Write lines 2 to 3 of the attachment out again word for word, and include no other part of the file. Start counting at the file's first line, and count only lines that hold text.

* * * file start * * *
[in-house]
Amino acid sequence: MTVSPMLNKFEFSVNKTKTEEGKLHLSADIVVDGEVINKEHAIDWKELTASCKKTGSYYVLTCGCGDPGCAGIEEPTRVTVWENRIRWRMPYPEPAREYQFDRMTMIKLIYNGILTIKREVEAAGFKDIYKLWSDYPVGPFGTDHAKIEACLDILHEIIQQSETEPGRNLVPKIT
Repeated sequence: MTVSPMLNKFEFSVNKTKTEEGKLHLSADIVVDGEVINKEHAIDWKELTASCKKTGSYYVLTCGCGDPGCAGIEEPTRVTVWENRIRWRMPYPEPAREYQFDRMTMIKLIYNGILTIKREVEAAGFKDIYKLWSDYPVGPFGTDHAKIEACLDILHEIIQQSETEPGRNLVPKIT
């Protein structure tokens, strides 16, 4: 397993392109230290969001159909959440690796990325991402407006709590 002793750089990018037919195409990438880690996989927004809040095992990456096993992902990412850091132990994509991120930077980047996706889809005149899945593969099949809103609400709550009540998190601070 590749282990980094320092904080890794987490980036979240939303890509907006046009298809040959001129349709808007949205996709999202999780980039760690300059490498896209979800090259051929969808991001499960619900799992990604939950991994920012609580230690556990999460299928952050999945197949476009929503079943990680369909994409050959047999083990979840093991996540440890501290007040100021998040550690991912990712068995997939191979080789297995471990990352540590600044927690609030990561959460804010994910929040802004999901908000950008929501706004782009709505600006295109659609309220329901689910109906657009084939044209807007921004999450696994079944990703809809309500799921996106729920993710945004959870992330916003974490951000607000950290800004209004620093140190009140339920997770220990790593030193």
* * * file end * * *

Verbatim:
Amino acid sequence: MTVSPMLNKFEFSVNKTKTEEGKLHLSADIVVDGEVINKEHAIDWKELTASCKKTGSYYVLTCGCGDPGCAGIEEPTRVTVWENRIRWRMPYPEPAREYQFDRMTMIKLIYNGILTIKREVEAAGFKDIYKLWSDYPVGPFGTDHAKIEACLDILHEIIQQSETEPGRNLVPKIT
Repeated sequence: MTVSPMLNKFEFSVNKTKTEEGKLHLSADIVVDGEVINKEHAIDWKELTASCKKTGSYYVLTCGCGDPGCAGIEEPTRVTVWENRIRWRMPYPEPAREYQFDRMTMIKLIYNGILTIKREVEAAGFKDIYKLWSDYPVGPFGTDHAKIEACLDILHEIIQQSETEPGRNLVPKIT